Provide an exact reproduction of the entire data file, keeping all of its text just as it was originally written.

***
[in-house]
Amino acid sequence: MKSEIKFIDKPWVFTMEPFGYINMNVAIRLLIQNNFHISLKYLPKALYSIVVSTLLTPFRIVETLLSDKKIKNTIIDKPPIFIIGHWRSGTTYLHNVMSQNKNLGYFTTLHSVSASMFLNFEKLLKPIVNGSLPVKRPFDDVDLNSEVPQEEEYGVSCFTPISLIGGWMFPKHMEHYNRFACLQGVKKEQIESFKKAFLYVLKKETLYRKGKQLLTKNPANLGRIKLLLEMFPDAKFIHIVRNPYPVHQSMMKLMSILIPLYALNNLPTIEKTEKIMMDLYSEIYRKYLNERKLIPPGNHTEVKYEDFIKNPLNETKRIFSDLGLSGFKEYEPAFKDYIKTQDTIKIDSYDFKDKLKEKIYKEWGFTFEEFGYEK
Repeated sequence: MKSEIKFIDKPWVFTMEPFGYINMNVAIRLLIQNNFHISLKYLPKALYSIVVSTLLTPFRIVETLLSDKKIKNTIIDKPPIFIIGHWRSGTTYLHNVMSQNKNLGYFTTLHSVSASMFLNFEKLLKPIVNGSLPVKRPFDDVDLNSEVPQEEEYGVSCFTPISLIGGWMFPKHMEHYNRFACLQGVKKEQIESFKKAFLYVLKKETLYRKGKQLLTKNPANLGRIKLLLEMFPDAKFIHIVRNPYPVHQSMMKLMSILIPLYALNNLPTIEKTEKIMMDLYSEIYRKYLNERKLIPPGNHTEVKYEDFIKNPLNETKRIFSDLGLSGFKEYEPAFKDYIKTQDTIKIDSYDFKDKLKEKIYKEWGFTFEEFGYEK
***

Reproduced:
[in-house]
Amino acid sequence: MKSEIKFIDKPWVFTMEPFGYINMNVAIRLLIQNNFHISLKYLPKALYSIVVSTLLTPFRIVETLLSDKKIKNTIIDKPPIFIIGHWRSGTTYLHNVMSQNKNLGYFTTLHSVSASMFLNFEKLLKPIVNGSLPVKRPFDDVDLNSEVPQEEEYGVSCFTPISLIGGWMFPKHMEHYNRFACLQGVKKEQIESFKKAFLYVLKKETLYRKGKQLLTKNPANLGRIKLLLEMFPDAKFIHIVRNPYPVHQSMMKLMSILIPLYALNNLPTIEKTEKIMMDLYSEIYRKYLNERKLIPPGNHTEVKYEDFIKNPLNETKRIFSDLGLSGFKEYEPAFKDYIKTQDTIKIDSYDFKDKLKEKIYKEWGFTFEEFGYEK
Repeated sequence: MKSEIKFIDKPWVFTMEPFGYINMNVAIRLLIQNNFHISLKYLPKALYSIVVSTLLTPFRIVETLLSDKKIKNTIIDKPPIFIIGHWRSGTTYLHNVMSQNKNLGYFTTLHSVSASMFLNFEKLLKPIVNGSLPVKRPFDDVDLNSEVPQEEEYGVSCFTPISLIGGWMFPKHMEHYNRFACLQGVKKEQIESFKKAFLYVLKKETLYRKGKQLLTKNPANLGRIKLLLEMFPDAKFIHIVRNPYPVHQSMMKLMSILIPLYALNNLPTIEKTEKIMMDLYSEIYRKYLNERKLIPPGNHTEVKYEDFIKNPLNETKRIFSDLGLSGFKEYEPAFKDYIKTQDTIKIDSYDFKDKLKEKIYKEWGFTFEEFGYEK